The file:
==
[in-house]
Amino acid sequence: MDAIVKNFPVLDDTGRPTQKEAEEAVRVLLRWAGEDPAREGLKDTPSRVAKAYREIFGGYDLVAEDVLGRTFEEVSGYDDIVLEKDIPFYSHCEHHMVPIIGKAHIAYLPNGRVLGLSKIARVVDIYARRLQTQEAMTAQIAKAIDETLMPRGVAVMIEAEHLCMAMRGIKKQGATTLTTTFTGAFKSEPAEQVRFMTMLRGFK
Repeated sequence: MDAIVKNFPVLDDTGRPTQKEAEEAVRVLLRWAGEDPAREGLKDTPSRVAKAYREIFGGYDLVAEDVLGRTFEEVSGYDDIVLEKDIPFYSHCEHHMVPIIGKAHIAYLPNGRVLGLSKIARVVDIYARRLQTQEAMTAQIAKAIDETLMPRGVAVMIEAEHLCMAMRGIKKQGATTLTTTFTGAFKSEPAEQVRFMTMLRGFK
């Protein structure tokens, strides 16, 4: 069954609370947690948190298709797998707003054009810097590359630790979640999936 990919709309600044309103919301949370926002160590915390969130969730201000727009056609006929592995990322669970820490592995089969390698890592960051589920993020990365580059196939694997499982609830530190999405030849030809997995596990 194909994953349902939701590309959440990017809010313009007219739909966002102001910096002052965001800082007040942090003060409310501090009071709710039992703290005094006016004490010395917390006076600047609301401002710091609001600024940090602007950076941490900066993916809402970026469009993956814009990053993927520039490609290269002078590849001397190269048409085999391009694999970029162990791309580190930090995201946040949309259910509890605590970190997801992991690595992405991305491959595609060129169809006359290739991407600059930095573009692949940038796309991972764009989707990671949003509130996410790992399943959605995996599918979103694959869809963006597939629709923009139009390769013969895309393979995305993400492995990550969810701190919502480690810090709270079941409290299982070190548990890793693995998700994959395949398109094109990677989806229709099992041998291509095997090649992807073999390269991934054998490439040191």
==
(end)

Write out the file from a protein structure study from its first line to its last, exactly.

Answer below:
[in-house]
Amino acid sequence: MDAIVKNFPVLDDTGRPTQKEAEEAVRVLLRWAGEDPAREGLKDTPSRVAKAYREIFGGYDLVAEDVLGRTFEEVSGYDDIVLEKDIPFYSHCEHHMVPIIGKAHIAYLPNGRVLGLSKIARVVDIYARRLQTQEAMTAQIAKAIDETLMPRGVAVMIEAEHLCMAMRGIKKQGATTLTTTFTGAFKSEPAEQVRFMTMLRGFK
Repeated sequence: MDAIVKNFPVLDDTGRPTQKEAEEAVRVLLRWAGEDPAREGLKDTPSRVAKAYREIFGGYDLVAEDVLGRTFEEVSGYDDIVLEKDIPFYSHCEHHMVPIIGKAHIAYLPNGRVLGLSKIARVVDIYARRLQTQEAMTAQIAKAIDETLMPRGVAVMIEAEHLCMAMRGIKKQGATTLTTTFTGAFKSEPAEQVRFMTMLRGFK
């Protein structure tokens, strides 16, 4: 069954609370947690948190298709797998707003054009810097590359630790979640999936 990919709309600044309103919301949370926002160590915390969130969730201000727009056609006929592995990322669970820490592995089969390698890592960051589920993020990365580059196939694997499982609830530190999405030849030809997995596990 194909994953349902939701590309959440990017809010313009007219739909966002102001910096002052965001800082007040942090003060409310501090009071709710039992703290005094006016004490010395917390006076600047609301401002710091609001600024940090602007950076941490900066993916809402970026469009993956814009990053993927520039490609290269002078590849001397190269048409085999391009694999970029162990791309580190930090995201946040949309259910509890605590970190997801992991690595992405991305491959595609060129169809006359290739991407600059930095573009692949940038796309991972764009989707990671949003509130996410790992399943959605995996599918979103694959869809963006597939629709923009139009390769013969895309393979995305993400492995990550969810701190919502480690810090709270079941409290299982070190548990890793693995998700994959395949398109094109990677989806229709099992041998291509095997090649992807073999390269991934054998490439040191």